An analysis of reports of automated external defibrillator (AED) failures in which a patient died found that nearly half of the failures occurred during an attempt to charge and deliver a shock, and more than a fifth involved battery and power problems. But authors of the report, published Aug. 29 in the Annals of Emergency Medicine, cautioned that the federal database’s limitations made calculating failure incidence rates problematic.
“Survival from cardiac arrest depends on the reliable operation of AEDs,” lead author Lawrence A. DeLuca, MD, of the Arizona Emergency Research Center at the University of Arizona’s Department of Medicine in Tucson, Ariz., said in a statement. “AEDs can truly be lifesavers but only if they are in good working order and people are willing to use them.”
DeLuca and colleagues set out to first determine the number and types of AED failures in which a death occurred and then to place the failure within the AED’s power on-analyze-shock sequence. They also wanted to examine the frequency of unexpected shutdowns and use of backup devices.
They performed a retrospective analysis of AED adverse event reports filed in the FDA’s Manufacturer and User Device Experience (MAUDE) database between January 1993 and October 2008. By law, any AED failure that involves a fatality is required to be reported in MAUDE. The researchers developed and applied an internally validated data abstraction tool that included descriptive and analytic questions and a multiple step review process.
DeLuca et al identified 1,150 failures within the total 40,787 reports filed during the study period that were fatality events. Of the 1,150 cases, 45 percent of AED failures occurred during an attempt to charge and deliver a shock. AEDs powered on but failed to give a complete rhythm analysis in 22 percent of the cases. Backup devices delivered charges to patients in 13 percent of the cases.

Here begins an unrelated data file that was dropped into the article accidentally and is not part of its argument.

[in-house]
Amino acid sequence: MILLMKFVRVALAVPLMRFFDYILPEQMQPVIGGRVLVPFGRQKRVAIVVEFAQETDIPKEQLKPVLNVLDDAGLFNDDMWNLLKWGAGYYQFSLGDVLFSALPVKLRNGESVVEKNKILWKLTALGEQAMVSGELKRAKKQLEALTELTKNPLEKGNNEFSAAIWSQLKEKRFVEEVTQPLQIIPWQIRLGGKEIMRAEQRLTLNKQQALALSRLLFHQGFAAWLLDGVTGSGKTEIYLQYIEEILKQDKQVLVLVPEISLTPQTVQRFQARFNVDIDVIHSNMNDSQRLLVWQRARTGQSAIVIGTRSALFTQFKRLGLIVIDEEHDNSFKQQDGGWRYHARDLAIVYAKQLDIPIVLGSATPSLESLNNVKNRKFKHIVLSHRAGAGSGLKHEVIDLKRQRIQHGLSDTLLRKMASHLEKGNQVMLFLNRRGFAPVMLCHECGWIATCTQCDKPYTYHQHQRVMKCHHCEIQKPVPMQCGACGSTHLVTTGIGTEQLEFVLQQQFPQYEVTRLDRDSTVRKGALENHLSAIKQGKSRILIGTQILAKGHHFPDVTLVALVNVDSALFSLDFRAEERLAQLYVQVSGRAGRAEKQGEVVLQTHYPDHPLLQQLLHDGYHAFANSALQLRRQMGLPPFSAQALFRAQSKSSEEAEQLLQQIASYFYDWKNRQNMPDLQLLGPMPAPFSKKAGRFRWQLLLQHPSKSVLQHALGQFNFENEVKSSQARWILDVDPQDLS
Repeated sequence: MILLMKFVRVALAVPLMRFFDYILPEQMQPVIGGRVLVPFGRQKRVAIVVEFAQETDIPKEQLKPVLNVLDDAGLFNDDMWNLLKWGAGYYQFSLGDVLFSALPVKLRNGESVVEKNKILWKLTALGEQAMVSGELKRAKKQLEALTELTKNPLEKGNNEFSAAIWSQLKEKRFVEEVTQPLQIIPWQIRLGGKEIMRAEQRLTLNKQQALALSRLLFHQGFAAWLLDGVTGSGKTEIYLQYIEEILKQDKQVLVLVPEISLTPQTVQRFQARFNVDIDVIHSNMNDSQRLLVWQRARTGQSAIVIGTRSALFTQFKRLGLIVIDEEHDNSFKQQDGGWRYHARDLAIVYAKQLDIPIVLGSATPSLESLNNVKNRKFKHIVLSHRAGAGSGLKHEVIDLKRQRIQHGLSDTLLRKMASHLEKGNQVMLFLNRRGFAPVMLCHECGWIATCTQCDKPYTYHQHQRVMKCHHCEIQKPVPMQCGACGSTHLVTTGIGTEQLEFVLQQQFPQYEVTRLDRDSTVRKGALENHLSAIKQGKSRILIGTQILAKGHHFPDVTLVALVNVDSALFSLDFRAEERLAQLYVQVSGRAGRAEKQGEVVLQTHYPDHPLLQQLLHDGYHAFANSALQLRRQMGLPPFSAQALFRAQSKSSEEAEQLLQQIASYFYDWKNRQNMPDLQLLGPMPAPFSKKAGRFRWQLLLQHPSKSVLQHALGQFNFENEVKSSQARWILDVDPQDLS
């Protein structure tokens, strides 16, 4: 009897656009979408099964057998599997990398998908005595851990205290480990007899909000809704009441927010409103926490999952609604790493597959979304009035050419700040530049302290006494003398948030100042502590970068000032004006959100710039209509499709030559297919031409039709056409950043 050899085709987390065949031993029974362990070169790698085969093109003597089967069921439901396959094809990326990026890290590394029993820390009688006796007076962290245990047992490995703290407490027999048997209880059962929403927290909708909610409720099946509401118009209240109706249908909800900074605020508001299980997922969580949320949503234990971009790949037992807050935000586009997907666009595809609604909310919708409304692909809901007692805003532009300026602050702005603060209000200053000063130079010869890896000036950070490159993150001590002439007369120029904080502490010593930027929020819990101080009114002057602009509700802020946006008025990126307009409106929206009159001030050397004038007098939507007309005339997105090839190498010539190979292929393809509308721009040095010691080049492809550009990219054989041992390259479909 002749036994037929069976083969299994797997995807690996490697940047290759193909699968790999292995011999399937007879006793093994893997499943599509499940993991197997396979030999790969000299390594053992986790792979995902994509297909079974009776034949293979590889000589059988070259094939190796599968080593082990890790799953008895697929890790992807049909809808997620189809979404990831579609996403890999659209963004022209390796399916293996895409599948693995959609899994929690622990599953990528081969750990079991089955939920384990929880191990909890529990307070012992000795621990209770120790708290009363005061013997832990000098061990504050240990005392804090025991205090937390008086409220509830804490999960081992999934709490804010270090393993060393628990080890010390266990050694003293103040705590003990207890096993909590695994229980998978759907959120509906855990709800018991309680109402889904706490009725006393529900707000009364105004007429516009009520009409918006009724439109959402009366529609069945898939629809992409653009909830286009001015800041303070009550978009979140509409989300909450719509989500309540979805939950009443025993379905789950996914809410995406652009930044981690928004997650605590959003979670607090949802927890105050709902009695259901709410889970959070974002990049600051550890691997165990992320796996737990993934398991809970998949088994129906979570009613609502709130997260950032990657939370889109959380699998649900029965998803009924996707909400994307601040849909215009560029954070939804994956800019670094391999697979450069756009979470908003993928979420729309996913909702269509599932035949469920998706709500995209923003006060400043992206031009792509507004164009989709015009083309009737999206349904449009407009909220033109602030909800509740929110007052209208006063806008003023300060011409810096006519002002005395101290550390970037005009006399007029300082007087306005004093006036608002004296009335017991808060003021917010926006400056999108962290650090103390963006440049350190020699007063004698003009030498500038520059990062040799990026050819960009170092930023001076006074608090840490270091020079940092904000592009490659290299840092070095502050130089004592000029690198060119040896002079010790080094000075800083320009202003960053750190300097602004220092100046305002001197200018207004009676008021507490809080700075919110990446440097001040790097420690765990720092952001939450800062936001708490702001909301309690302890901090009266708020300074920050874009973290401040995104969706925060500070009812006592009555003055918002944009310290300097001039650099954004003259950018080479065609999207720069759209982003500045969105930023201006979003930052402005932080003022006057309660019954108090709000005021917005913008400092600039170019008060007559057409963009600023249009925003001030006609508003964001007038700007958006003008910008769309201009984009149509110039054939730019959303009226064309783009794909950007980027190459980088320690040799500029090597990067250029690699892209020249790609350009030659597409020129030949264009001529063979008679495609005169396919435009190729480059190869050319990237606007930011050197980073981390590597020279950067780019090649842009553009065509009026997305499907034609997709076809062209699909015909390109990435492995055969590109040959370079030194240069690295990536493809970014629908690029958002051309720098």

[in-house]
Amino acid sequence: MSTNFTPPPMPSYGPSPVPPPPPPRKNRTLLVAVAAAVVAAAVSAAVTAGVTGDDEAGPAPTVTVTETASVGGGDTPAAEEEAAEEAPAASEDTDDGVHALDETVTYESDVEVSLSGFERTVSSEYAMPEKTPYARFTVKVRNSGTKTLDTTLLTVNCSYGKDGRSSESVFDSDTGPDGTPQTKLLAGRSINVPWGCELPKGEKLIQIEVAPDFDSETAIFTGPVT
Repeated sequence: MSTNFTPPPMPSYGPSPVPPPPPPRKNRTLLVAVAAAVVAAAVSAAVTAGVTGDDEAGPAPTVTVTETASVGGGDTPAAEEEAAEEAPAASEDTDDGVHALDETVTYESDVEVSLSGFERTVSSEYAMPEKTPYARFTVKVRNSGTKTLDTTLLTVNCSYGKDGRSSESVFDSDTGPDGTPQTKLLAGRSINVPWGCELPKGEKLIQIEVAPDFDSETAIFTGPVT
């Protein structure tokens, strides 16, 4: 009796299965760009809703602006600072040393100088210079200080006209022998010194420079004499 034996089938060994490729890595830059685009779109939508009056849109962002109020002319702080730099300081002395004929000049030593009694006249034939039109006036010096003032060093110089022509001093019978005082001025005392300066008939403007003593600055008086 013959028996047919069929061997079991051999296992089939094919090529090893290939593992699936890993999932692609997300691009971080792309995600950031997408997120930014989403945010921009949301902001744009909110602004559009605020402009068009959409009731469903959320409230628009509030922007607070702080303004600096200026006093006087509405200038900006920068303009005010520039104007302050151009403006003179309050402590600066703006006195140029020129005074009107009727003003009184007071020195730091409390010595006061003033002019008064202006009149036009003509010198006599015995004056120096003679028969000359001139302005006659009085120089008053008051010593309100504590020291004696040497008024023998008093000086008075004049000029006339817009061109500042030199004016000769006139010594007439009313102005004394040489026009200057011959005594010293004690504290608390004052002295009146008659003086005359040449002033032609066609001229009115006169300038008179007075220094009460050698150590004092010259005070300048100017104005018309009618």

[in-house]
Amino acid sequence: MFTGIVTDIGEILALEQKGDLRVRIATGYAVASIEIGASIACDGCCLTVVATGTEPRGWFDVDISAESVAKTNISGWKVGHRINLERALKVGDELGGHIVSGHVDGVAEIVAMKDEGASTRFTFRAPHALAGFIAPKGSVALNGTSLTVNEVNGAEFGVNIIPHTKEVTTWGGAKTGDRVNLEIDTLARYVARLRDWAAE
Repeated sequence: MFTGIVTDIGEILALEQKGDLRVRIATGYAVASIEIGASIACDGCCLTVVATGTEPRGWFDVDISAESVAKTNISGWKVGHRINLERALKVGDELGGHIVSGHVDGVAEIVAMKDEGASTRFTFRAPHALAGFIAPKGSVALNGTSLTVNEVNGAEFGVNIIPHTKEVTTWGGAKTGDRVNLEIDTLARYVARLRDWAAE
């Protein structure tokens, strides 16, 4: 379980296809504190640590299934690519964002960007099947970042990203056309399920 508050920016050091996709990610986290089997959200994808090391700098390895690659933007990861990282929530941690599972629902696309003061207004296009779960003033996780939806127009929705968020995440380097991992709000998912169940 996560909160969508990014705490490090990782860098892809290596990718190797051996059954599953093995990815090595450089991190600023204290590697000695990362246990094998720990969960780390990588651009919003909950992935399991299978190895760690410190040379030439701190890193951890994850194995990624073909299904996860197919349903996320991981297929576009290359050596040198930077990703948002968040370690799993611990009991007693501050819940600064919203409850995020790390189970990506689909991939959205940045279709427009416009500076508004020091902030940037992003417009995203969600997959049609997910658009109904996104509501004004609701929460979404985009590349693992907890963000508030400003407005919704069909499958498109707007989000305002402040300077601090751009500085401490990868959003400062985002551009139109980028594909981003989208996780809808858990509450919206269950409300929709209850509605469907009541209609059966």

While only 4.7 percent of malfunctioning AEDs gave a battery-low indication, 9.6 percent powered off unexpectedly. The analysis showed that battery and power problems were the cause of failures in 23.2 percent of cases, while pads and connectors were cited for 23.7 percent of failures.
“Regardless of the cause, these errors went unrecognized during the automated external defibrillator self-test sequence,” they wrote.
MAUDE presented many limitations. Data were incomplete and raw, it was unclear if reports were filed by witnesses or other parties and information could not be corroborated, they claimed.
“It is tempting to calculate a failure rate based on the number of reports and manufacturer reports of units sold,” they wrote. “However, failures are underreported for many types of devices.”
The authors recommended earlier and better detection of problems within the charging and discharging sequence and called for backup units in public AED access sites, if feasible, with sufficient reporting to determine their cost-effectiveness.